Justice Department slams Pelosi for 'baseless attack' against Barr

The Justice Department on Thursday issued a rebuke of Speaker Nancy PelosiNancy PelosiObjections to Trump's new immigration rule wildly exaggerated Latest pro-democracy rally draws tens of thousands in Hong Kong Lewandowski on potential NH Senate run: If I run, 'I'm going to win' MORE (D-Calif.) for engaging in what it called a “baseless attack” against Attorney General William BarrWilliam Pelham BarrAttorney General Barr's license to kill Medical examiner confirms Epstein death by suicide Justice Dept. says Mueller report has been downloaded 800 million times MORE after she claimed he committed a crime by lying to Congress.

“Speaker Pelosi’s baseless attack on the Attorney General is reckless, irresponsible, and false,” Justice Department spokeswoman Kerri Kupec said in a statement. 

Earlier Thursday, Pelosi said in a press conference that Barr lied to Congress during April testimony on Capitol Hill.

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"What is deadly serious about it is the attorney general of the United States of America was not telling the truth to the Congress of the United States. That's a crime," Pelosi told reporters.

Pelosi’s remarks came a day after Barr delivered explosive testimony before the Senate during which he was repeatedly grilled on a March 27 letter in which special counsel Robert MuellerRobert (Bob) Swan MuellerTrump calls for probe of Obama book deal Democrats express private disappointment with Mueller testimony Kellyanne Conway: 'I'd like to know' if Mueller read his own report MORE objected to the attorney general’s four-page memo describing his investigation’s conclusions.

Pelosi appeared to be referencing Barr’s earlier congressional testimony during which he indicated he was unaware of concerns from members of the special counsel’s team about his handling of Mueller’s report.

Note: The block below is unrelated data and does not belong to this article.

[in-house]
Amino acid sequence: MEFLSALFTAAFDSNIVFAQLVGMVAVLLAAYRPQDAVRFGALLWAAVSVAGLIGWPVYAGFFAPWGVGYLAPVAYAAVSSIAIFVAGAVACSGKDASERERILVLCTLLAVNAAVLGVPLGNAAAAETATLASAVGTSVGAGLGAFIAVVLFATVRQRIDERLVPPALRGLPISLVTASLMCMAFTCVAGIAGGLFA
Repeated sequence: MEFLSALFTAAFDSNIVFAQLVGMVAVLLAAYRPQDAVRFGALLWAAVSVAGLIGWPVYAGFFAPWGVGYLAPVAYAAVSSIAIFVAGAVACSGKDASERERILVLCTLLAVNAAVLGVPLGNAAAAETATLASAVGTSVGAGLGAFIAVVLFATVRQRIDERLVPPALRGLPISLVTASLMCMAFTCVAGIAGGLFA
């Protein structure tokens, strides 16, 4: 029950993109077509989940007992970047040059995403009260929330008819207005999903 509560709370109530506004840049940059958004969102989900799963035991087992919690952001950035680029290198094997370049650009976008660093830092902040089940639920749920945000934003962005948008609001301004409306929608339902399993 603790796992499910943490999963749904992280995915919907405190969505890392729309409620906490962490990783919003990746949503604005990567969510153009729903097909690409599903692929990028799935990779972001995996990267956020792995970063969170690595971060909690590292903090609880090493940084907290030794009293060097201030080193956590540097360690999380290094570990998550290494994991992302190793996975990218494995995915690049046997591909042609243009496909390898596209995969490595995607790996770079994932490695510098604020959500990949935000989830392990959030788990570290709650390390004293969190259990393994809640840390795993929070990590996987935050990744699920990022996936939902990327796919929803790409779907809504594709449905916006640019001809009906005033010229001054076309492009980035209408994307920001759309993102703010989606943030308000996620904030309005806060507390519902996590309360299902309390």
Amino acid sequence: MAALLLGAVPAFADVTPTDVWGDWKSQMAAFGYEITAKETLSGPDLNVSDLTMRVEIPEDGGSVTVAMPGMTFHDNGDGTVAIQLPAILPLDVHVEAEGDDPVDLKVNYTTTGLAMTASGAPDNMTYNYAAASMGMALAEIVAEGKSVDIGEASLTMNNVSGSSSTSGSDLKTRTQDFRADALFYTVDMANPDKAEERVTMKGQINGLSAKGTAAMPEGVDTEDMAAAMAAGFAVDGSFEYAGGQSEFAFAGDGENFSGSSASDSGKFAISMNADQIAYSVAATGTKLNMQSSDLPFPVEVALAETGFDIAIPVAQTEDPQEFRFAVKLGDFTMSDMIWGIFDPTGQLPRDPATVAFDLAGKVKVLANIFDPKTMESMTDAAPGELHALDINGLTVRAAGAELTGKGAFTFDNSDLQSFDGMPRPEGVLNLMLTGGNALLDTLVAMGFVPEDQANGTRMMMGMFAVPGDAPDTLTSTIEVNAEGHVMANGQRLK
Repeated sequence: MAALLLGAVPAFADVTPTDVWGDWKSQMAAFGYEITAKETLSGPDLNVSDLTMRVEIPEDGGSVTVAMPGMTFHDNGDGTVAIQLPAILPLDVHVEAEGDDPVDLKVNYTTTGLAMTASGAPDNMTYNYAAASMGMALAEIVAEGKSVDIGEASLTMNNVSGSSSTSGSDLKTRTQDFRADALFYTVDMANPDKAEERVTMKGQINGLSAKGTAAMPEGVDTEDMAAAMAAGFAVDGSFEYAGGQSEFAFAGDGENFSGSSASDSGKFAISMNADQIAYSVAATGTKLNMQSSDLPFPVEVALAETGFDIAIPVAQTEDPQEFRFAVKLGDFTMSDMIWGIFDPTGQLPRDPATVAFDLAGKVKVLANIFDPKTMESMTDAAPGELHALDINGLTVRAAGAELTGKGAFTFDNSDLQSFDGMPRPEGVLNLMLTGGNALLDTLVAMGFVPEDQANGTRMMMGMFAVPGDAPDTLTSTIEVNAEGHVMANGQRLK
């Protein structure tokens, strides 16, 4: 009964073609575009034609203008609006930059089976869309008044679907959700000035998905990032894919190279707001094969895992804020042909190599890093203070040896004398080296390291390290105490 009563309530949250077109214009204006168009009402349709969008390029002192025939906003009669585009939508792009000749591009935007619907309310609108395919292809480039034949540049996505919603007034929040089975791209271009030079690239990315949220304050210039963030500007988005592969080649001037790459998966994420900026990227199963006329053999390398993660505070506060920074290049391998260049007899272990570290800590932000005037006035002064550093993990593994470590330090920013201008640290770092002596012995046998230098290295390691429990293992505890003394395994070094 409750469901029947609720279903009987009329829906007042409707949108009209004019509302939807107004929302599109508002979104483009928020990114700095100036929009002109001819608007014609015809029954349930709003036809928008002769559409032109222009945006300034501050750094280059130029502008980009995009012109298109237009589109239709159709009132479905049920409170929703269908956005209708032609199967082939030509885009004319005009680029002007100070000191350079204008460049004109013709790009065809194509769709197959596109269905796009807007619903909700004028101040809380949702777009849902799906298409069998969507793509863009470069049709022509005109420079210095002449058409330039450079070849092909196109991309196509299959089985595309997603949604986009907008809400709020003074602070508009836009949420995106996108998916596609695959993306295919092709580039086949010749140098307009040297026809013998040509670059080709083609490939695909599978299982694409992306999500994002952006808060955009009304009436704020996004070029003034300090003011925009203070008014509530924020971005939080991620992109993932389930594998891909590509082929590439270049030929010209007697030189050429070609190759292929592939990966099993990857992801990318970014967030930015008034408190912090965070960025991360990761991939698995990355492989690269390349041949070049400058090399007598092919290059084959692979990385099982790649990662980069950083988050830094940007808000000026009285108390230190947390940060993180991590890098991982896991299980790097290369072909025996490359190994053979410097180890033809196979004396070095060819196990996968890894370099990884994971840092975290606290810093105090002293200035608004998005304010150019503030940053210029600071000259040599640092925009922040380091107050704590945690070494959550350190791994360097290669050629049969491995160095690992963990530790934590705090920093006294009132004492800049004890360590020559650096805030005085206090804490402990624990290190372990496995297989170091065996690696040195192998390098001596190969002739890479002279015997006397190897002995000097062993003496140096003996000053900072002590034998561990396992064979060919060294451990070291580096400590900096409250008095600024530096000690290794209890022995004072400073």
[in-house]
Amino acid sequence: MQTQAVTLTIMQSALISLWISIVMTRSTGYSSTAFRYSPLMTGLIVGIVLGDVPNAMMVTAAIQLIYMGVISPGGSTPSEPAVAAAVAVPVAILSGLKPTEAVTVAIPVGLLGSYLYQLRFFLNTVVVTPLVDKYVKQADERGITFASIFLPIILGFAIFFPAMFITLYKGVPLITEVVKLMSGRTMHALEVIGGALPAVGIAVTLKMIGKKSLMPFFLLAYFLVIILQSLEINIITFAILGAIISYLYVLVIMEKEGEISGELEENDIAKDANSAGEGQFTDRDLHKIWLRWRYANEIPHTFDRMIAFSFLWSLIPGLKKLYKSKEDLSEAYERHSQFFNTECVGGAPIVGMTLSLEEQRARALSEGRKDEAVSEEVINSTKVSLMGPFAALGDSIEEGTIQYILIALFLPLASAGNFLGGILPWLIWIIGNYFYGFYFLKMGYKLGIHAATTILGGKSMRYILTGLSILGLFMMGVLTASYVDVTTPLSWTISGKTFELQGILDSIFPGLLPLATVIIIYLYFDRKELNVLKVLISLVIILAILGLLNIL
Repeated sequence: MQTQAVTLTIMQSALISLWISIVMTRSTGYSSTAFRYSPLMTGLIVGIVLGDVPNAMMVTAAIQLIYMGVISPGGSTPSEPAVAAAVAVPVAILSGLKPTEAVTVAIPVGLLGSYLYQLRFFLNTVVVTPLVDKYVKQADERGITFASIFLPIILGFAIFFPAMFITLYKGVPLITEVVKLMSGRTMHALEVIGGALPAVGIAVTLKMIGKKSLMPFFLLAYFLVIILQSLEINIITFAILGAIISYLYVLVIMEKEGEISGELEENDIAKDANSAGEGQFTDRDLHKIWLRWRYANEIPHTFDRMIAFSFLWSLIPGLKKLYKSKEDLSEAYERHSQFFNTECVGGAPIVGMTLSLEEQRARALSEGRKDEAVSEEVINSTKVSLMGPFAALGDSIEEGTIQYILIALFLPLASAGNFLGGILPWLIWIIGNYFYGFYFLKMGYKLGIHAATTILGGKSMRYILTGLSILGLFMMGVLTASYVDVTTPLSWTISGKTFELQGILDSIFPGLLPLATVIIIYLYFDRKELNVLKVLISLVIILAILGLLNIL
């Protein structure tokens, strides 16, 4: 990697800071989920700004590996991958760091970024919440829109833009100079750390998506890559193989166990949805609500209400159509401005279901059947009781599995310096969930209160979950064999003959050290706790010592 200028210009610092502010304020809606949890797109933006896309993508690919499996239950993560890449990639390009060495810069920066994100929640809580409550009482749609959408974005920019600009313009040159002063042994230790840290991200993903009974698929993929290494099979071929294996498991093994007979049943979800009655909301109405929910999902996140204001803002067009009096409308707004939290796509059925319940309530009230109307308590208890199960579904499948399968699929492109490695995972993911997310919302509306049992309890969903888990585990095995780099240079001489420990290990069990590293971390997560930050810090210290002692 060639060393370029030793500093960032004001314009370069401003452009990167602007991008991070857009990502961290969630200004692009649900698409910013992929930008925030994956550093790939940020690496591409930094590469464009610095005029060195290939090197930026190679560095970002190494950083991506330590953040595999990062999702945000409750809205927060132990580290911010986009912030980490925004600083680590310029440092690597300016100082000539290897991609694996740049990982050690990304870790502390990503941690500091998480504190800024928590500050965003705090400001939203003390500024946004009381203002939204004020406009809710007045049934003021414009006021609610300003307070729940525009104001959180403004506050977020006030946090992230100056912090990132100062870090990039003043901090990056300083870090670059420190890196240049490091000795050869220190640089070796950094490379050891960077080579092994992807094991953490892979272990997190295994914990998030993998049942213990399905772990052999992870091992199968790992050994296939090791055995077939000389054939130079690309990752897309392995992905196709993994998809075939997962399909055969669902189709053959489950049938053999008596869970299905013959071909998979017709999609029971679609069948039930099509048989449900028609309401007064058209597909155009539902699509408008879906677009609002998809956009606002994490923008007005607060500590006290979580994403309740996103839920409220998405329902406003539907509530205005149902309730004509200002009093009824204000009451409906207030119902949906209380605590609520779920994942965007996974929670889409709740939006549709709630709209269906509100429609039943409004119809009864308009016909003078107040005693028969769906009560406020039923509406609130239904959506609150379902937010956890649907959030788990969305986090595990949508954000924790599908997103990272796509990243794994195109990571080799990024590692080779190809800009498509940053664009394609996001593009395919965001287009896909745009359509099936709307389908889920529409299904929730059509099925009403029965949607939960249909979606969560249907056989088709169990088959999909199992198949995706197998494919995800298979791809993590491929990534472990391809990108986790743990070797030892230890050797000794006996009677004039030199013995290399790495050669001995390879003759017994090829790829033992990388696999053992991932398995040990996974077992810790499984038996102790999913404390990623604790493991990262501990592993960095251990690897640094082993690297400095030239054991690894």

Barr wrote in his memo on March 24 that Mueller did not establish that members of the Trump campaign coordinated or conspired with the Russian government to interfere in the election, and that the special counsel did not come to a conclusion one way or another on whether President TrumpDonald John TrumpO'Rourke: Trump driving global, U.S. economy into recession Manchin: Trump has 'golden opportunity' on gun reforms Objections to Trump's new immigration rule wildly exaggerated MORE obstructed justice.

Barr and Deputy Attorney General Rod RosensteinRod RosensteinWhy the presumption of innocence doesn't apply to Trump McCabe sues FBI, DOJ, blames Trump for his firing Rosenstein: Trump should focus on preventing people from 'becoming violent white supremacists' MORE decided that the investigation laid out in the report was insufficient to accuse Trump of criminal wrongdoing.

On April 9, Barr was asked by Rep. Charlie CristCharles (Charlie) Joseph CristPelosi says she'll no longer address anything Barr says GOP scores procedural win by securing more funding to enforce Iran sanctions Biz groups target Florida voters ahead of Democratic debates in Miami MORE (D-Fla.) about reports that members of Mueller’s team were dissatisfied with his account of the investigation’s findings and believed they did not capture the gravity of the details on obstruction.

Barr said he didn’t know what they were referencing.

“I suspect that they probably wanted more put out, but in my view, I was not interested in putting out summaries or trying to summarize,” Barr said.

The letter first reported by The Washington Post on the eve of Barr’s Wednesday testimony showed that Mueller in late March complained that Barr’s memo “did not fully capture the context, nature, and substance of this Office's work and conclusions” and created “public confusion” about the results.

Barr told lawmakers Wednesday that he called Mueller thereafter to discuss his complaints. He said Mueller said his letter did not mischaracterize the findings but expressed concerns about the resulting press coverage and asked Barr to release more from the report to provide more context.

Barr eventually decided against doing so, releasing a redacted version of Mueller’s full 448-page report three weeks later on April 18.